. "12 Flower Color Variation: A Model for the Experimental Study of Evolution." Variation and Evolution in Plants and Microorganisms: Toward a New Synthesis 50 Years after Stebbins. Washington, DC: The National Academies Press, 2000.
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Variation and Evolution in Plants and Microorganisms: TOWARD A NEW SYNTHESIS 50 YEARS AFTER STEBBINS
DNA rearrangements in the vicinity of ANS are attributed to their presence (Hisatomi et al., 1997b).
A sine-like element (SineIp) has also been identified in the 5′ flanking region of CHS-D (unpublished data) in some lines of I. purpurea. This element is 236 bp and contains the Pol III promoters at the 5′ end of the element. It has 15 bp direct terminal repeats. No phenotypic changes have yet been associated with this element.
Another floral mutation in I. nil, not related to the flavonoid pathway, but which is caused by a transposon insertion, is the duplicated mutant. In this mutant phenotype, sexual organs are replaced by perianth organs (petals and sepals) resulting in a double floral whorl. An En/Spm-like insertion, termed Tpn-botan, was found in a C class MADS-box-like gene (Nitasaka, 1997)* that is evidently responsible for this phenotype. A similar phenotype has also been described in I. purpurea (Epperson and Clegg, 1992), although the molecular basis for the mutation in I. purpurea is unknown.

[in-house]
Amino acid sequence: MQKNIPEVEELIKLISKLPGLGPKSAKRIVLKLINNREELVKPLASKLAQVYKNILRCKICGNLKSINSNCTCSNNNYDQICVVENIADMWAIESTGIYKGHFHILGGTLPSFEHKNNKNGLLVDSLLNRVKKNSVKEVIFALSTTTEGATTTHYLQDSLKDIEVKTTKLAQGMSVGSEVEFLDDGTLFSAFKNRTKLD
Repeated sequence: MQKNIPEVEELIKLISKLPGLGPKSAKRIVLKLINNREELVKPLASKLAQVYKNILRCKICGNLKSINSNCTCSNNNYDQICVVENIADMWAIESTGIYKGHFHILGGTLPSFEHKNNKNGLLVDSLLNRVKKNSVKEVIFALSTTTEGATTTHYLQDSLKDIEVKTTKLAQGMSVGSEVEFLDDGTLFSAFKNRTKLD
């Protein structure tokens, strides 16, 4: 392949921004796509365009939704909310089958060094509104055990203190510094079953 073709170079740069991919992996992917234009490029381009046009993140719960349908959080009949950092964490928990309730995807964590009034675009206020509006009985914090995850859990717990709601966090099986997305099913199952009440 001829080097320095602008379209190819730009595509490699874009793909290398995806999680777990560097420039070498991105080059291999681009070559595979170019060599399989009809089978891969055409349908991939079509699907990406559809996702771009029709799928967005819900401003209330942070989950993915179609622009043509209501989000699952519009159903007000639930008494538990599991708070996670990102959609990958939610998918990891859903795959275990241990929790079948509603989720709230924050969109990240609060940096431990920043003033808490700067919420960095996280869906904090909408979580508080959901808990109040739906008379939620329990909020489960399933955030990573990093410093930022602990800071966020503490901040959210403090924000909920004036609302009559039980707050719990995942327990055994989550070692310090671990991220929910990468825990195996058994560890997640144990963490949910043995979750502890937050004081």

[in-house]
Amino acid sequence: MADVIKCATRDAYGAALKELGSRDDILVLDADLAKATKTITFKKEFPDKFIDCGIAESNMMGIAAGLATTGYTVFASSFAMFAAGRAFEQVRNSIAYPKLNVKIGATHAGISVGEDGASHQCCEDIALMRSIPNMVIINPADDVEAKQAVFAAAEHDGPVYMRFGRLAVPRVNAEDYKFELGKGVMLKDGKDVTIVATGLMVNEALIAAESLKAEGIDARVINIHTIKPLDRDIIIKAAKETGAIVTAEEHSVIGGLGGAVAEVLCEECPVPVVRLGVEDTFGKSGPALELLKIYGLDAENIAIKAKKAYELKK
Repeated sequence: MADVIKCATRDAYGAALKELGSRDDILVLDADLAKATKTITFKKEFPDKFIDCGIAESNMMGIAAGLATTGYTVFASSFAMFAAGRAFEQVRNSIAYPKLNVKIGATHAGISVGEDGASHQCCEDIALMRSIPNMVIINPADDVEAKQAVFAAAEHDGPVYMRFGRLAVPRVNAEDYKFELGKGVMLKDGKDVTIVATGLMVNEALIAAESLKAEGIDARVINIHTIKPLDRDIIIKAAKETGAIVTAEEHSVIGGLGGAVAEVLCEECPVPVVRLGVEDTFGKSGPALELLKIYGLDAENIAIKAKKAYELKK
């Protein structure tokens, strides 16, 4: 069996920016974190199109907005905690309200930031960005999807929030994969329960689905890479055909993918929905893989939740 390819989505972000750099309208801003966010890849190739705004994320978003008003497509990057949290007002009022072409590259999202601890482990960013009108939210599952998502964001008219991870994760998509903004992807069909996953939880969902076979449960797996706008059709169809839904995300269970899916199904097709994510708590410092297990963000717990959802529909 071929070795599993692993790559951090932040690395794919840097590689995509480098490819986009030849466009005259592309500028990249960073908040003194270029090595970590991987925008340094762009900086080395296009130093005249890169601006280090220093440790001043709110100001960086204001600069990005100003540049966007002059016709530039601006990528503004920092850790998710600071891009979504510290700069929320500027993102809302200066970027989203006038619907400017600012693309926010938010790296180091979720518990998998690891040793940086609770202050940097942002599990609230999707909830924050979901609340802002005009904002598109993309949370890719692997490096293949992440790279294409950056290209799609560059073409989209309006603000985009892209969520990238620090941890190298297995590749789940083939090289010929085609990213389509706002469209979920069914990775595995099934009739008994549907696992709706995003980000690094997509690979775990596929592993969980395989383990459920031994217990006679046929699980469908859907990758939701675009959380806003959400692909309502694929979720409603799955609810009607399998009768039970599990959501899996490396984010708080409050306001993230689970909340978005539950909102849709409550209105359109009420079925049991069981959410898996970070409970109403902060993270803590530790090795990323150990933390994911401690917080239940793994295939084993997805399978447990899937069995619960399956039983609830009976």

The vast majority of the phenotypic variation in Ipomoea characterized to date at the molecular level appears to be caused by the insertion or deletion of transposable elements (Table 3). It is apparent that a wide variety of mobile elements exist in the Ipomoea genome, and these are evidently quite active based on the relatively modest period of evolutionary time that separates I. nil and I. purpurea. We now turn to studies of the population genetics of some flower color phenotypes in I. Purpurea.
GEOGRAPHIC DISTRIBUTION OF FLOWER COLOR POLYMORPHISMS INI. PURPUREA
The geographic distribution of genetic diversity in I. purpurea appears paradoxical. Levels of flower color polymorphism are high in the southeastern U.S. whereas Mexican populations are frequently monomorphic for the blue color form (Epperson and Clegg, 1986; Glover et al., 1996). The situation is reversed for biochemical and molecular variation. Mexican populations have levels of isozyme polymorphism that are similar to other annual plants (Glover et al., 1996; Hamrick and Godt, 1989), but U.S. populations are depauperate in isozyme variation. Surveys of ribosomal DNA restriction fragment variation and samples of gene sequence data for the (CHS-A) locus also reveal reduced levels of variation in U.S. populations relative to Mexican populations (Glover et al., 1996; Huttley et al., 1997). We speculate that this pattern is a consequence of the introduction of horticultural forms selected for flower color diversity into the U.S. However, we do not know the source of these introductions.
Nitasaka, E. (1997) Genes Genet. Syst. 72, 421 (abstr.).